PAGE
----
By Maria Lozano
THE NUNCIO in Colombia described the Pope’s Sept. 6-10, 2017 trip to Colombia as “the visit of a friend.” That means, explained Archbishop Ettore Balestrero, that the Pope, “like all friends of the Colombians, will ask some searching questions: What are you doing with your life? Are you really happy? What is the meaning of what you do?”
The archbishop contrasted Pope Francis’ visit with that of Paul VI in 1968, which was “like the visit of a teacher from afar,” and with the journey of St. John Paul II in 1987, which was “like the visit of a father.” Pope Francis, he continued, will come as a friend—“a friend who is, of course, also a father and a teacher, but who is first and foremost a friend. Since he is from Latin America himself, he knows Colombia. He understands the Colombian way.”
The towns Francis will visit include not only the internationally famous ones—Bogotá, Medellín and Cartagena – but also Villavicencio on the eastern plain. No Pope has ever been there. That region which was the scene of many armed conflicts between leftist FARC guerrillas and paramilitary units on the right.
Referring to the peace process currently underway in the country—with the goal of fully disarming FARC and reintegrating its members in the larger society—the archbishop stressed that the upcoming papal visit marks a historically crucial time: “Although a number of legal and social issues still have to be worked out, Colombia is in the process of closing a chapter of its history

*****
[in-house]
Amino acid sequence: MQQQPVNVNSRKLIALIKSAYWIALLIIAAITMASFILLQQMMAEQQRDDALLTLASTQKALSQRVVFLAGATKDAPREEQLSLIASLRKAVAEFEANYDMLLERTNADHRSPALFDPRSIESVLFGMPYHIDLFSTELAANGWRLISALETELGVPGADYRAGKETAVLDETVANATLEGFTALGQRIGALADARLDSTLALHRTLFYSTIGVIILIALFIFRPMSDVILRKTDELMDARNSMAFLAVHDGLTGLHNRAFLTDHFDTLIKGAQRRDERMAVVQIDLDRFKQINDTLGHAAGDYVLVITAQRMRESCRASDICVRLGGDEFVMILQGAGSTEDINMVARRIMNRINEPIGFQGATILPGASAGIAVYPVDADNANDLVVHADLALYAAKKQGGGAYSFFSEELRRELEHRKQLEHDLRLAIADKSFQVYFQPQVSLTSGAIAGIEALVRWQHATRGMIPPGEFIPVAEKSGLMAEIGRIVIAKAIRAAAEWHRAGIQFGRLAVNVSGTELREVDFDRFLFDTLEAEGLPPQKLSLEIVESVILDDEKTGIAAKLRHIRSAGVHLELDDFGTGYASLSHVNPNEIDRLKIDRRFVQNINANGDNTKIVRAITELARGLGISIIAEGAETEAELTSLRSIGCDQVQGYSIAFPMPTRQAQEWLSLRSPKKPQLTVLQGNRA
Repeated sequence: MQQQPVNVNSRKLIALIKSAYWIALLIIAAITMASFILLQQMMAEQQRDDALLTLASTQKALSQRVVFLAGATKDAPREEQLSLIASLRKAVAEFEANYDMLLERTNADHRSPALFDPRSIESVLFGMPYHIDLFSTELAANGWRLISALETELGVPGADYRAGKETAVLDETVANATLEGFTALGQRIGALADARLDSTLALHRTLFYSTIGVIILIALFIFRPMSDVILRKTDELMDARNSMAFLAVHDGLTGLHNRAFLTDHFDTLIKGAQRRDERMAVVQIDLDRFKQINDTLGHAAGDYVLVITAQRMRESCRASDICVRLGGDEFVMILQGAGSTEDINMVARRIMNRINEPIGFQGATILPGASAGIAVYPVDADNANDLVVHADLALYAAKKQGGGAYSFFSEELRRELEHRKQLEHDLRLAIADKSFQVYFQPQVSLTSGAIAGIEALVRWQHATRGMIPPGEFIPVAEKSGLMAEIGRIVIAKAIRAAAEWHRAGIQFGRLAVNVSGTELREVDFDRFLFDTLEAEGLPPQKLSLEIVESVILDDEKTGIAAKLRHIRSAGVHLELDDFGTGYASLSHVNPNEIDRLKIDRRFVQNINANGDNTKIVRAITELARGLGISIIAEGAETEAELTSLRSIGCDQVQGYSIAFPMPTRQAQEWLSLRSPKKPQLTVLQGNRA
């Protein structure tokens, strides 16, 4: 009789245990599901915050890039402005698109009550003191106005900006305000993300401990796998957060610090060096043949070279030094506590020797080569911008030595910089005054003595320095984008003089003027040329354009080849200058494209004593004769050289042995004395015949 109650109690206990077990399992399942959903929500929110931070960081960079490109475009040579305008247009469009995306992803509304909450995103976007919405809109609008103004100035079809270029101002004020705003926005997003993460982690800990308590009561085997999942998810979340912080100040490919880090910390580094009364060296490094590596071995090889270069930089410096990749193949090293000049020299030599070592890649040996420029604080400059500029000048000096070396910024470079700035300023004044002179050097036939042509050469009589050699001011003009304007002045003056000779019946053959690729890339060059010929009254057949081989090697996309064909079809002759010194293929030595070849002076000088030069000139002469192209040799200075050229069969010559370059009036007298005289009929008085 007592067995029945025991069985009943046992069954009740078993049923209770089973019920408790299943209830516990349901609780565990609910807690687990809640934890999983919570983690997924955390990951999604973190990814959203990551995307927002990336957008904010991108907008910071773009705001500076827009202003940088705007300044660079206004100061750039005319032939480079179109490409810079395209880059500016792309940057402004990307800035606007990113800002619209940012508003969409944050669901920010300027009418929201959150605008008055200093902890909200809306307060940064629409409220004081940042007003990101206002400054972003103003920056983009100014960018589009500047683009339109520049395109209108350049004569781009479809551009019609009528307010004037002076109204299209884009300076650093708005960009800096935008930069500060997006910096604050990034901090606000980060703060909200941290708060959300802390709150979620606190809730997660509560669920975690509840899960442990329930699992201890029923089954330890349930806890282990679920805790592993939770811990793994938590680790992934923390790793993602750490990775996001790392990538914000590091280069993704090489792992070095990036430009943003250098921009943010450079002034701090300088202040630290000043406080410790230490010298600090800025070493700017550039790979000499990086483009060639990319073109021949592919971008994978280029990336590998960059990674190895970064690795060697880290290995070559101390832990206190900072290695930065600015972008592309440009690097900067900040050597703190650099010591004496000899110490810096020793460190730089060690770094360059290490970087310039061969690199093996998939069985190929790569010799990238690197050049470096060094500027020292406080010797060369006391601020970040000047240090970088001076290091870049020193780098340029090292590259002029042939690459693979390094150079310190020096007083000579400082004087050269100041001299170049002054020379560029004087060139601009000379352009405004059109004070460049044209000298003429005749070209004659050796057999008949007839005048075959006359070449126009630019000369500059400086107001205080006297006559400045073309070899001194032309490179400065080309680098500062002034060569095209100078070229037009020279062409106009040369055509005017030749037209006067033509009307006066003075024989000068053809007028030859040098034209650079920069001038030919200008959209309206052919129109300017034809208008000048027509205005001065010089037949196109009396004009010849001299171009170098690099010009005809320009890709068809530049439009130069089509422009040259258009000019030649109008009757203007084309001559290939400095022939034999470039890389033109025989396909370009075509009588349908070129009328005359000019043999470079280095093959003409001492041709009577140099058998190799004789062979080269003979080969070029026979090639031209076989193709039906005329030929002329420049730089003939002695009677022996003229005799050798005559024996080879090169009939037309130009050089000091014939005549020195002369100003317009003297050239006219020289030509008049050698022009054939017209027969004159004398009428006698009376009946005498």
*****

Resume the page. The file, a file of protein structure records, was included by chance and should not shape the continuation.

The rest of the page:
“At the same time, a new chapter is beginning in which everything is open. Colombians will themselves be the authors of this new chapter. They will shape it with the decisions they make. Colombia can adopt the positive aspects of Western culture and modern societies. But it can also fall prey to the contradictions and weaknesses that characterize these societies.
The archbishop said that the Holy Father is coming as a “pilgrim of faith, hope and reconciliation, visiting a country which is passing through a transitional stage in many respects, not only on account of the peace process.” Citizens’ urgent task, he added, is “to rebuild a reconciled country in which Colombians love and respect one another, and where they show respect for God.
Describing Colombians as “very warm, enterprising and diligent,” the archbishop nonetheless talked about what he called a major social rift in Colombia. He said: “There are people starving, while others throw away food.” Specifically, he mentioned the contrast between highly developed cities—such as Bogotá, Medellín, Cali and Barranquilla—and other regions in the country that are desperately poor
“The Holy Father,” said the archbishop, “is the father of the rich and the poor. But he is coming here to remind us that Colombia needs the contribution of all. In the language he uses and in what he proclaims, the Pope plays special emphasis on those who suffer. We cannot live under the same heaven and fail to recognize that other reality as through it didn’t exist.”
Catholic World News reports that “Colombia, a nation of 48.2 million, is 93.9% Catholic; 7,236 diocesan priests and 2,324 religious priests minister to the faithful in 4,397 parishes, with 2,995 minor seminarians and 3,416 major seminarians in formation. In addition, the Church in Colombia has 593 permanent deacons, 1,058 non-ordained male religious, 13,874 religious sisters, and 4,167 Catholic schools.”
In 2016, Aid to the Church in Need supported the Colombian Church with some $750,000. Most of the funding went to the support of more than 660 seminarians and provided living expenses for many priests and nuns.